Under New Jersey law, anyone who posts nude or sexual images of another without that person’s consent commits a crime. New Jersey was the first state in the U.S. to make such activity a crime when it passed New Jersey statute section 2C:14-9 in 2004. Since then, 15 other states have passed similar laws, 13 of those in just the last 18 months. Under New Jersey law, a conviction for invasion of privacy under 2C:14-9 is a third degree felony that can result in up to five years in jail.

There is not much in the way of federal criminal law on revenge porn. However, various laws can apply if federal authorities wish to prosecute or arrest an individual for posting sexual images online without consent. For example, the Federal Trade Commission recently barred a man from posting nude images to his website. On January 29, 2015, the FTC issued a press release stating the accused man had agreed to permanently delete all photos he had obtained and posted without consent. The FTC can issue an administrative complaint against individuals it believes to be in violation of federal law. A violation of an FTC consent order can result in a $16,000 fine.

Another example occurred last year, when the FBI arrested a man for paying someone to hack into computers to steal private videos containing sexual images. The FBI arrested the man for violation of the Federal Trade Commission Act. These are just two examples of the authority federal agencies have to prosecute: As revenge porn becomes a larger concern in coming years, it is likely that federal involvement in arresting and prosecuting alleged perpetrators will increase.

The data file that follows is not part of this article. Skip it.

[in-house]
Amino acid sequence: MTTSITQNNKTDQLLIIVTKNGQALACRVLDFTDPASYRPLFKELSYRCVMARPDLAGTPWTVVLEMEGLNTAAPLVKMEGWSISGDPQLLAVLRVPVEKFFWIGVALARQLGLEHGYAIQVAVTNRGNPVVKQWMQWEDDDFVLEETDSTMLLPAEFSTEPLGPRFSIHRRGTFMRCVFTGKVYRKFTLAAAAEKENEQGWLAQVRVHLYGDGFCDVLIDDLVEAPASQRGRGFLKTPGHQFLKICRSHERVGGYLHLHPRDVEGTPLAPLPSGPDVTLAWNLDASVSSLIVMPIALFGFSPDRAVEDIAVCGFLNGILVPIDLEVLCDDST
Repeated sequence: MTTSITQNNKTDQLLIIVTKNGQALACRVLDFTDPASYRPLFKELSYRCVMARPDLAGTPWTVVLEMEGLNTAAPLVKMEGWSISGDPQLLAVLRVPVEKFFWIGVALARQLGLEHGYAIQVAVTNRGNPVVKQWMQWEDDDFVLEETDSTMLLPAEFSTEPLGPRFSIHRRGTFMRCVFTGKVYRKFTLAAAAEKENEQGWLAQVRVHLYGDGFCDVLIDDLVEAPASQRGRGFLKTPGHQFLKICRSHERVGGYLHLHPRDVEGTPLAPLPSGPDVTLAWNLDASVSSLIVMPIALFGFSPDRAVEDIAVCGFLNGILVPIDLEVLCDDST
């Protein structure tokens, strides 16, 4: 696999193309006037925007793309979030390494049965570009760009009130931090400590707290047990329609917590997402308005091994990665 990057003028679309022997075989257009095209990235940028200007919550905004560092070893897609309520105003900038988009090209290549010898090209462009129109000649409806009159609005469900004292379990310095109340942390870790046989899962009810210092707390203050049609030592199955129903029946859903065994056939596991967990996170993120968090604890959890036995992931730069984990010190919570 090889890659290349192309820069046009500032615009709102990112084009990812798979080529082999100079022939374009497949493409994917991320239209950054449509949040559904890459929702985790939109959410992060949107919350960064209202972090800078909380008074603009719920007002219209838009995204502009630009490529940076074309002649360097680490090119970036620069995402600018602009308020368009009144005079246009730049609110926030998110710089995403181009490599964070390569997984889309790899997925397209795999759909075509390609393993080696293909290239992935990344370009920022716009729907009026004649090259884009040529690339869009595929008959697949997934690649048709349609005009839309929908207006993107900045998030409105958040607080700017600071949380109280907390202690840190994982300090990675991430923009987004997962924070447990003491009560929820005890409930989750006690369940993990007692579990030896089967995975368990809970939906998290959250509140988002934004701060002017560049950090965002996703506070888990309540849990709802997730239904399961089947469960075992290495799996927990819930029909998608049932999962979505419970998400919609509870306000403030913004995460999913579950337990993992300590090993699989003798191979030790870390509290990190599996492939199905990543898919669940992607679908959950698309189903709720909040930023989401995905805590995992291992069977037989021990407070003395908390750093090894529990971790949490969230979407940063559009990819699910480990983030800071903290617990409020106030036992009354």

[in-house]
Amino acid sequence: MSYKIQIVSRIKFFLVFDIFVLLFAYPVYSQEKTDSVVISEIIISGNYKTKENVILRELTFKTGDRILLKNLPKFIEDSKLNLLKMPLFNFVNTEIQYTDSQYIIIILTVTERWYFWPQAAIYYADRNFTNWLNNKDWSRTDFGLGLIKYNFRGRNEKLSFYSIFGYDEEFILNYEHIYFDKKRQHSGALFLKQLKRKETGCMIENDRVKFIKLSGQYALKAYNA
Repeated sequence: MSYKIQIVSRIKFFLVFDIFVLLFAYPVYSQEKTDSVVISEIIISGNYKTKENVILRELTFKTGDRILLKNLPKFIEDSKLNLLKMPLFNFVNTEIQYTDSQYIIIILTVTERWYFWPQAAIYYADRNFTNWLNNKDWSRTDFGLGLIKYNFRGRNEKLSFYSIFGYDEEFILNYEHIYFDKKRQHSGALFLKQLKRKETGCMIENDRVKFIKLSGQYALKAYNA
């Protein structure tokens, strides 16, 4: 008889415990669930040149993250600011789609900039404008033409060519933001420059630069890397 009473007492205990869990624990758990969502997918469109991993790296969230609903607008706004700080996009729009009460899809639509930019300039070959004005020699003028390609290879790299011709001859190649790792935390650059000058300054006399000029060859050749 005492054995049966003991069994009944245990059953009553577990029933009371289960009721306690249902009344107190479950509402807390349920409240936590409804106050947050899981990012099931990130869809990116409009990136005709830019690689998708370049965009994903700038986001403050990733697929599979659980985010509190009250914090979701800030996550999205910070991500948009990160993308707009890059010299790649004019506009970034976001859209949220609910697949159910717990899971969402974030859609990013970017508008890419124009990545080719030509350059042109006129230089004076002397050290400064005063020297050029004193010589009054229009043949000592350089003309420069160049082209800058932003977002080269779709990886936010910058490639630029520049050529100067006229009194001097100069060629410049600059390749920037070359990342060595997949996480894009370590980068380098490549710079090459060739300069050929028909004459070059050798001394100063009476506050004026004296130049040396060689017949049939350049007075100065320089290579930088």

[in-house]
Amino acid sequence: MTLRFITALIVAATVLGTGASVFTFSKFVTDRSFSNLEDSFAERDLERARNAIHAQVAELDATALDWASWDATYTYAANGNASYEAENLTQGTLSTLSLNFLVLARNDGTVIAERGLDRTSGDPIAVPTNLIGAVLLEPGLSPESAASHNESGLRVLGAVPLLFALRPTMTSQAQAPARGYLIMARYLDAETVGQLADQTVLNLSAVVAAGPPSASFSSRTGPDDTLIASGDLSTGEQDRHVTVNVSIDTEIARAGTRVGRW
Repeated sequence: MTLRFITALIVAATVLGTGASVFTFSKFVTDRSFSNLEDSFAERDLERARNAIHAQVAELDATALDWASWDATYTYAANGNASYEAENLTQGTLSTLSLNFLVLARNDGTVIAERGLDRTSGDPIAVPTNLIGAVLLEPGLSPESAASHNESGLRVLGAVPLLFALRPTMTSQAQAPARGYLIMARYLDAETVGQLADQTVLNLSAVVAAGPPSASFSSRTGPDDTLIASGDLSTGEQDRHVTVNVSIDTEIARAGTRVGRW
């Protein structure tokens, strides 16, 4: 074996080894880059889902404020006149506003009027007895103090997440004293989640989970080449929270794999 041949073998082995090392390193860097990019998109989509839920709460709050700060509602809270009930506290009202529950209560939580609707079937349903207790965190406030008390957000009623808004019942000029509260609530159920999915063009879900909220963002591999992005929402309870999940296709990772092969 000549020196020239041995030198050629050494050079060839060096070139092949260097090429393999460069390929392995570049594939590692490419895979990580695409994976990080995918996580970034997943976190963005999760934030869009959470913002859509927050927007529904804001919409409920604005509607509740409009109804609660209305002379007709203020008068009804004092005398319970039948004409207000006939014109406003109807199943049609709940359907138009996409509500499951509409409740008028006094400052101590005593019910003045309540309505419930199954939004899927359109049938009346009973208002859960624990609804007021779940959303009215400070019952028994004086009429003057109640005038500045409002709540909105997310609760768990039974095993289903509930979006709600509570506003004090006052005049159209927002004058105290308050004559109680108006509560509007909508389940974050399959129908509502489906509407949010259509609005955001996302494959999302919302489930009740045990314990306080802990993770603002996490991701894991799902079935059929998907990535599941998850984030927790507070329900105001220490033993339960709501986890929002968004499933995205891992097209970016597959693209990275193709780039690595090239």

Jets linebacker charged under New Jersey law

At the state level, authorities have prosecuted instances of revenge porn for years. New York Jets’ linebacker Jermaine Cunningham, for example, was arrested on Dec. 29, 2014 on charges he violated New Jersey law when he posted explicit photos of a female friend. He pled not guilty to the charges on January 7. Authorities have not released how Cunningham shared the images.

While Cunningham is a recent example of the focus New Jersey law enforcement on cracking down on revenge porn, he is certainly not the only person to be accused of posting nude images online without consent. According to a 2013 survey by Internet security firm McAfee, 10 percent of ex-partners have threatened to post sexually explicit photos online. Of those that made threats, over half actually posted such images.

Serious charges require experienced defense

The Internet can be an easy place to make mistakes. A bad decision made in anger can have lasting consequences. In addition, security breaches can mean a computer is vulnerable to hackers and acquaintances who may obtain access to private files – files which the accused may have had no intention of sharing. Teens may become the subject of criminal prosecution after an incident involving sexting, even if they did not intend images to be posted online.

New Jersey residents charged under the state’s invasion of privacy law or federal white collar crimes should obtain the help of a skilled criminal defense attorney to protect their rights and understand their legal options in the face of serious and devastating consequences.